There is nothing wrong with a hospital birth or an epidural but they are much likely to result in an emcs which obviously come with additional risks. Birth is a risky business so you need to decide what is the right option for you. I high recommend the positive birth company online hypnobirthing and the positive birth book - they are not in any way connected to each other.

Merrz Fri 16-Oct-20 15:04:22

Absolutely nothing! As nice as the candles and soothing music are lovely for a spa day i'd far prefer the medical surrounding and equipment on hand. No amount of candles are going to help if baby gets stuck half way out!

QualityFeet Fri 16-Oct-20 15:05:02

Ultimately the best birth for everyone is straightforward vaginal birth where everything is entirely straightforward. This isn’t possible for everyone and isn’t what is best for some individuals because they don’t want it. Your best chance of achieving it is when you are full of oxytocin and for most women this hormone is most effective when they are relaxed, have privacy and are comfortable. The idea of having as much oxytocin for any type of birth is a good one and individually that might mean all sorts of set ups from fairy lights to full medical. There doesn’t have to be a tension between the different options.

LaBellina Fri 16-Oct-20 15:05:04

I also had a hospital birth and it was a really positive experience for me.

But I was afraid of lack of privacy, being vulnerable in a strange environment and strangers possibly not asking or respecting consent over my body during labour.

So I understand why some women feel uncomfortable about a hospital birth.
A solid birth plan made me feel a little bit more secure but I couldn't tell how the experience would be until it was over, obviously.

Twizbe Fri 16-Oct-20 15:05:40

Having a hospital birth is quite a new thing really. Before the advent of the NHS most babies were born at home and only the very richest women would have a doctor present. During the 60s and 70s the shift started towards hospital births.

However, hospital can be a very scary place for some people and the big thing we need in labour is oxytocin and feeling secure and relaxed helps that.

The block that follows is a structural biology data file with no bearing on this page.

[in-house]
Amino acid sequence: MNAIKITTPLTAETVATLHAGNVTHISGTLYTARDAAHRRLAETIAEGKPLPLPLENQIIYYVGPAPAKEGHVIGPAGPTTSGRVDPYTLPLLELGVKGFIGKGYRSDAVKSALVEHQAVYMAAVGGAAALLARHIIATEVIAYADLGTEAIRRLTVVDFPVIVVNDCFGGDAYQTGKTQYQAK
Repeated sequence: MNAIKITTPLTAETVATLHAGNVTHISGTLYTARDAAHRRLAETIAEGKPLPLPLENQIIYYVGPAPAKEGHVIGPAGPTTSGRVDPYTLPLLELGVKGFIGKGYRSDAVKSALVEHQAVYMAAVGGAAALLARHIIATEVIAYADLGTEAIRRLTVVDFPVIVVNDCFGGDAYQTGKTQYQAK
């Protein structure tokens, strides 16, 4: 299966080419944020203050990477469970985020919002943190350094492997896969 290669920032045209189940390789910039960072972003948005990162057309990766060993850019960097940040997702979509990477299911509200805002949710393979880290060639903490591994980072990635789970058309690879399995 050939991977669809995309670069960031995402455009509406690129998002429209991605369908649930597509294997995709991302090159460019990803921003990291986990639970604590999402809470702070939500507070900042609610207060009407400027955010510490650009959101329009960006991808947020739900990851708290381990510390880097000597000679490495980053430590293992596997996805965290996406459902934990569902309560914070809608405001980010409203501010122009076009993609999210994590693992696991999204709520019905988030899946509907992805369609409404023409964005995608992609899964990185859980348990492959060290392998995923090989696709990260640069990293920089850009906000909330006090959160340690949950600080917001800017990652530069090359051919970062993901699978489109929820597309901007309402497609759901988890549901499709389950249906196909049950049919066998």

Epidurals are great things, but they do come with risks.

I gave birth in a labour ward and a birth centre. I much preferred the birth centre, but then I'd also have preferred to give birth at home.

Dinosforall Fri 16-Oct-20 15:06:28

My hospital had both a midwife led unit (MLU) which is all low lighting and birthing balls etc, but the labour ward is next door (medicalised etc.) So if you're categorized as low risk you end up in the former, but if things go south, you're only feet away from the big guns. However I know some MLUs are freestanding, so if anything goes wrong you have to get an ambulance to hospital.

Starlight39 Fri 16-Oct-20 15:06:34

The idea behind a home from home, dim lights, music, spa type vibe is that women's bodies are best placed to give labour and give birth when they're relaxed. Anything that feels stressful (hospital, doctors, bright lights) can make your body unsure whether it's a safe place/time to give birth and can slow things down leading to more issues. But I absolutely think that every women should go for the birth option that makes HER feel safest and happiest. Hopefully in your labour unit you might get the best of both worlds - a calm environment with all the painkillers you might need and all the medical care you could possibly need if it comes to that.

melisande99 Fri 16-Oct-20 15:06:35

I felt, and feel, exactly the same. Make sure you know whether your unit offers epidurals. Midwife-led units normally don't, and your description of candles and "empowering" posters sounds very much like the MLU that I rejected, in favour of the common-or-garden labour ward next door. I found I just did not care about all the things that most people who talk/blog/pursue a childbirth-adjacent career (doulas, yoga, NCT) care about. It's just that they're the only ones you hear from, because people like me just want it over with and then to move on!

PlanDeRaccordement Fri 16-Oct-20 15:06:41

Birth isn’t a “medical procedure” it a natural bodily function that may require medical assistance.

1990shopefulftm Fri 16-Oct-20 15:07:00

I m 38 weeks pregnant with my first baby and I m hoping to use the midwife unit in my hospital rather than the labour ward.

I don't have the best feelings about hospital wards after the NHS doing their best but they weren't able to save my dad and a few other relatives unfortunately when I was quite young, I feel I ve healed as much as I ever will from that trauma but I know I won't be as calm as I could be if I was on a ward unless absolutely necessary.

Being near a lot of medical equipment and the sounds of monitors makes me a bit uncomfortable when I ve been in a lot of pain in the past rather than feeling reassured. The midwife unit has the option of all the pain relief that I d like to try and if it does turn into needing more help or medicines than the midwives can give me the labour unit is in the same building so a transfer doesn't take more than a few minutes.